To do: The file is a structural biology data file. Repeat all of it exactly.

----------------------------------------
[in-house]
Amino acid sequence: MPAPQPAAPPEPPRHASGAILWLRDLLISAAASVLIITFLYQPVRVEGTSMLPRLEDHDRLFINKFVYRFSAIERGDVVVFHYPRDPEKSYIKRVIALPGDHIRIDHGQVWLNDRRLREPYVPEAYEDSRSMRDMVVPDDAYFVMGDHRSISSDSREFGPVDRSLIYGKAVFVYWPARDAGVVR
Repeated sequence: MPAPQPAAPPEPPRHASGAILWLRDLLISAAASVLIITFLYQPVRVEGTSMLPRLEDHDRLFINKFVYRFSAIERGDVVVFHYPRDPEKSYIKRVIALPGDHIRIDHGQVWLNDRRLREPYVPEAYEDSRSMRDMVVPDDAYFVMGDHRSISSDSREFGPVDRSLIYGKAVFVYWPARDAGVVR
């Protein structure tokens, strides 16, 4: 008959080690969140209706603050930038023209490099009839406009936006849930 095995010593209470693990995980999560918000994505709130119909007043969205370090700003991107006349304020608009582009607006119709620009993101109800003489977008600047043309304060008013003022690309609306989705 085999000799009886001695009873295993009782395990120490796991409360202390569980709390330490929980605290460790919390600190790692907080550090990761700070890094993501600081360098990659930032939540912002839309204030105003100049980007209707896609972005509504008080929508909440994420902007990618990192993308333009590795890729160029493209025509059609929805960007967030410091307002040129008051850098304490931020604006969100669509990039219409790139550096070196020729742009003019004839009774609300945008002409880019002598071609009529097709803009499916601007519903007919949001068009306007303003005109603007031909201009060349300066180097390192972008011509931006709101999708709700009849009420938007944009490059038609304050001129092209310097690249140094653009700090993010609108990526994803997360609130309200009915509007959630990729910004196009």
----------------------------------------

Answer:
[in-house]
Amino acid sequence: MPAPQPAAPPEPPRHASGAILWLRDLLISAAASVLIITFLYQPVRVEGTSMLPRLEDHDRLFINKFVYRFSAIERGDVVVFHYPRDPEKSYIKRVIALPGDHIRIDHGQVWLNDRRLREPYVPEAYEDSRSMRDMVVPDDAYFVMGDHRSISSDSREFGPVDRSLIYGKAVFVYWPARDAGVVR
Repeated sequence: MPAPQPAAPPEPPRHASGAILWLRDLLISAAASVLIITFLYQPVRVEGTSMLPRLEDHDRLFINKFVYRFSAIERGDVVVFHYPRDPEKSYIKRVIALPGDHIRIDHGQVWLNDRRLREPYVPEAYEDSRSMRDMVVPDDAYFVMGDHRSISSDSREFGPVDRSLIYGKAVFVYWPARDAGVVR
């Protein structure tokens, strides 16, 4: 008959080690969140209706603050930038023209490099009839406009936006849930 095995010593209470693990995980999560918000994505709130119909007043969205370090700003991107006349304020608009582009607006119709620009993101109800003489977008600047043309304060008013003022690309609306989705 085999000799009886001695009873295993009782395990120490796991409360202390569980709390330490929980605290460790919390600190790692907080550090990761700070890094993501600081360098990659930032939540912002839309204030105003100049980007209707896609972005509504008080929508909440994420902007990618990192993308333009590795890729160029493209025509059609929805960007967030410091307002040129008051850098304490931020604006969100669509990039219409790139550096070196020729742009003019004839009774609300945008002409880019002598071609009529097709803009499916601007519903007919949001068009306007303003005109603007031909201009060349300066180097390192972008011509931006709101999708709700009849009420938007944009490059038609304050001129092209310097690249140094653009700090993010609108990526994803997360609130309200009915509007959630990729910004196009």